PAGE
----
Restaurants and theaters are preparing for the first round of reopening on Monday
The Ontario government will begin pulling the province out of its latest lockdown on Monday.
Restaurants, cinemas, meeting rooms and event spaces will be allowed to reopen at 50% capacity. Sports venues and concert halls will also reopen at 50% capacity or a limit of 500 people, whichever is lower.
At On The Rocks in Calabogie, Ontario, a restaurant that just opened on the shores of Calabogie Lake last summer, they’re ready to welcome diners inside again and get back to business as usual.
“We just had takeout as usual during lockdown,” says Steefan Gustafson, managing director of On The Rocks. “Then this opportunity came up and we jumped on it.”
Gustafson refers to the intense cold and snow that has blanketed the region in recent weeks. With their patio completely covered in snow, the restaurant dug tables and bar tops out of the snow to create a “polar bar”, which brought them new income during the last week of confinement.
“I think people just want to get out and move around, and as you can see from our landscape, it’s a great place to do that,” Gustafson says, acknowledging the view of the mountains across the lake. . “We had people coming from Montreal, people coming from Ottawa, it was just awesome.”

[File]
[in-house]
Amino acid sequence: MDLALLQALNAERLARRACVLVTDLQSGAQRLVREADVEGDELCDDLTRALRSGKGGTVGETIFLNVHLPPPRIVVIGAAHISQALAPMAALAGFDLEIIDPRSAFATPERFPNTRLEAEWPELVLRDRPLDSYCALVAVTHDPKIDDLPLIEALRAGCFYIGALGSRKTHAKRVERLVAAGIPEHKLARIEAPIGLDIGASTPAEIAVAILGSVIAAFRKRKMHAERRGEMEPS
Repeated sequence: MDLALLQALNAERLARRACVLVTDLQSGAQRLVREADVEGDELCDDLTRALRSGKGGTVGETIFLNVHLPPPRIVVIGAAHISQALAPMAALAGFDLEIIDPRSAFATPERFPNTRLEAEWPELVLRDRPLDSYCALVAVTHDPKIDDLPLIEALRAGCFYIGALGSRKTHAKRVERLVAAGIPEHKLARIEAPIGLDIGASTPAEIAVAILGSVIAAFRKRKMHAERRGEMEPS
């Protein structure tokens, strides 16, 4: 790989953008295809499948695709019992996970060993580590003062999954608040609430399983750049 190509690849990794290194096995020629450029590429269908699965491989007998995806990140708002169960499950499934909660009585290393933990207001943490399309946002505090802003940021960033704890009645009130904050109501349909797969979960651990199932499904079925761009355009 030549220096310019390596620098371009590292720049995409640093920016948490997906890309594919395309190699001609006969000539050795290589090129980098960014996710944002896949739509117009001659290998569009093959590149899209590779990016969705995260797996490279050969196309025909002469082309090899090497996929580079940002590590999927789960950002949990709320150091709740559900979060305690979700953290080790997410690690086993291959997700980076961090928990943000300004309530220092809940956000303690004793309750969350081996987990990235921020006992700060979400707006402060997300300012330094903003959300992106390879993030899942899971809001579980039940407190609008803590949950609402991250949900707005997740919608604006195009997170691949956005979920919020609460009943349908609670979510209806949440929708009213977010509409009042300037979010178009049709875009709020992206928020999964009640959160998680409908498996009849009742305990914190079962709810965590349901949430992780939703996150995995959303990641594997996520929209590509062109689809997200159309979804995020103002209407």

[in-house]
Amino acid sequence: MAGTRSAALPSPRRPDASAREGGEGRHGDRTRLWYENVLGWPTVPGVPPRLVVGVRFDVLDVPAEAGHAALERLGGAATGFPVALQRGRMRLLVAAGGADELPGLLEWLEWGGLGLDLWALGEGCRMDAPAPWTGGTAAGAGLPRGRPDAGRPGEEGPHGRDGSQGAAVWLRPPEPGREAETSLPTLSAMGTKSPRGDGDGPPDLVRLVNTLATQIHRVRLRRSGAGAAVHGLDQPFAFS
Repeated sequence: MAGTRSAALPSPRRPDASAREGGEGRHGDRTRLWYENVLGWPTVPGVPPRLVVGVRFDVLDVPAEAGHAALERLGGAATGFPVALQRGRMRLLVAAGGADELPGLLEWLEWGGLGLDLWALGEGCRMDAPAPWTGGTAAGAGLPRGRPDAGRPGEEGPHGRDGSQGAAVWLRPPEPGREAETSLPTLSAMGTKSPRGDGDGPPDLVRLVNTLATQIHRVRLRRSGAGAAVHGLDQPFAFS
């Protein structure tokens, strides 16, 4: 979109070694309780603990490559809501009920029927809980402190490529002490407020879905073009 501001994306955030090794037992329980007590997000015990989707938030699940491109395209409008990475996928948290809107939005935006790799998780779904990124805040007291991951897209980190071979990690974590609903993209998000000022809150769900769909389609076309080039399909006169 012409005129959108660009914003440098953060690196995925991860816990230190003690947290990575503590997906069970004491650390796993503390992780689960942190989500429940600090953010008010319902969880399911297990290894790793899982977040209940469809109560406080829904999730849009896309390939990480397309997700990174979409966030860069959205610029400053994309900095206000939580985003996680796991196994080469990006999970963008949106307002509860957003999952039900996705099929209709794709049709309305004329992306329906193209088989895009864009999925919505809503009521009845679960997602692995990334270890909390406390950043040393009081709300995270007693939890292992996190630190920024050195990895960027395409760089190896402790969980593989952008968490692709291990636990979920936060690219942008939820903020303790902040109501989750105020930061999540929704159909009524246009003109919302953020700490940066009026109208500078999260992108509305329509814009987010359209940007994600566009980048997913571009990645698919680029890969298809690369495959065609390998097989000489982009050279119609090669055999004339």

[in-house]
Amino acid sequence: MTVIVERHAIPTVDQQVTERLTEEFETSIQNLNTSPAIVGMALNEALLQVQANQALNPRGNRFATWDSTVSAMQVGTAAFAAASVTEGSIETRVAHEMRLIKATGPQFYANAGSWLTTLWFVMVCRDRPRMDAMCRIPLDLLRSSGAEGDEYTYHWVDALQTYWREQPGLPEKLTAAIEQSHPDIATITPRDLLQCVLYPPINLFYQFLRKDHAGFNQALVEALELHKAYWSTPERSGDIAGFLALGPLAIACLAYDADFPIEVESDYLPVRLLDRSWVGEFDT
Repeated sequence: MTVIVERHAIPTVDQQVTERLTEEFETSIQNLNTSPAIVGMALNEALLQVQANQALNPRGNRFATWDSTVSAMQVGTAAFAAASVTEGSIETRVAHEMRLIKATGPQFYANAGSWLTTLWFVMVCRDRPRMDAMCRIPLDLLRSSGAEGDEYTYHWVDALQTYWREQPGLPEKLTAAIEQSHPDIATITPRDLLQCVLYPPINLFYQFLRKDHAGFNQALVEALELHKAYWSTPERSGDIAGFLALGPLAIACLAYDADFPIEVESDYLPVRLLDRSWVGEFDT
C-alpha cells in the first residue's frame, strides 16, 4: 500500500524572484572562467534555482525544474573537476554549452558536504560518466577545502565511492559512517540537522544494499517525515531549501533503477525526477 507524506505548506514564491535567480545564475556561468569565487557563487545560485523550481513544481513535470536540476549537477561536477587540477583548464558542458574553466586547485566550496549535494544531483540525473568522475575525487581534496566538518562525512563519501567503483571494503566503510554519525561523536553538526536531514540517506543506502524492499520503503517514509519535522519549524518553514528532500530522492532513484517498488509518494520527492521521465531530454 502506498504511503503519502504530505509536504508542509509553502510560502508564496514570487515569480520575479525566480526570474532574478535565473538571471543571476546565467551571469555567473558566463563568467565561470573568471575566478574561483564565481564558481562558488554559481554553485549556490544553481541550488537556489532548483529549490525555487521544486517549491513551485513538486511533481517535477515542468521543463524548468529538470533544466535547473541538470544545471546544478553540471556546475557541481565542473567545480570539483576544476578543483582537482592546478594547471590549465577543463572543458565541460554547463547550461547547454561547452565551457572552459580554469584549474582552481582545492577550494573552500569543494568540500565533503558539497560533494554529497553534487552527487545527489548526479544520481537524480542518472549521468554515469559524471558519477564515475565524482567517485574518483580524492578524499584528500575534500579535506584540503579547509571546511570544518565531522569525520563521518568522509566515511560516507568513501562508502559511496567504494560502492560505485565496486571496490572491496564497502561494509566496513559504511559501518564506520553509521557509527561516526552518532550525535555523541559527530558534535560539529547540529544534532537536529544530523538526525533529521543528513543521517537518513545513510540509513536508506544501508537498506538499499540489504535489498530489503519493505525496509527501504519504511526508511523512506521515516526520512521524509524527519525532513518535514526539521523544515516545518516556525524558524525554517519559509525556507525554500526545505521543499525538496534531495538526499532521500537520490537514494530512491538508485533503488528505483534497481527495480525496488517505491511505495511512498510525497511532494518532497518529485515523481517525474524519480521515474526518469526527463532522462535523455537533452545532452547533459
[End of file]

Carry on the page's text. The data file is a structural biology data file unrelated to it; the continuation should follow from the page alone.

Another pressure that should be lifted for understaffed restaurants is that of contact tracing when indoor dining returns on January 31.
“We’re always going to be 50% inside,” Gustafson says. “So having this opportunity is a bit like having a fifth room in a house. We can take advantage of it, our guests can take advantage of it.”
Another boost on Monday will be the return of movie theaters, with guests once again allowed to consume food and drink while enjoying a show.
Before cinemas closed completely in January and food and drink could not be sold to moviegoers, Kevin Marshall, owner of the O’Brien Theater in Arnprior, says it was actually costing him money to put on a movie without snack bar revenue.
“The snack bar revenue percentage is about 50 percent of the total gross,” Marshall told CTV News. “But it’s actually about 80% of our actual profit.”
Over the past month, locals have supported the theater by buying popcorn as a take-out option. But before the lockdown, Marshall says the appeal of going to the movies without popcorn dropped drastically.
“There were people coming in saying, ‘Hmm, can’t you buy popcorn? No, I’m not going to watch it here,'” Marshall remarks. “So we know it’s affected us tremendously.”
Monday marks the first of three stages of reopening for Ontario. The province plans another round of restrictions to be lifted on February 21, then again on March 14, unless there are drastic changes in the pandemic.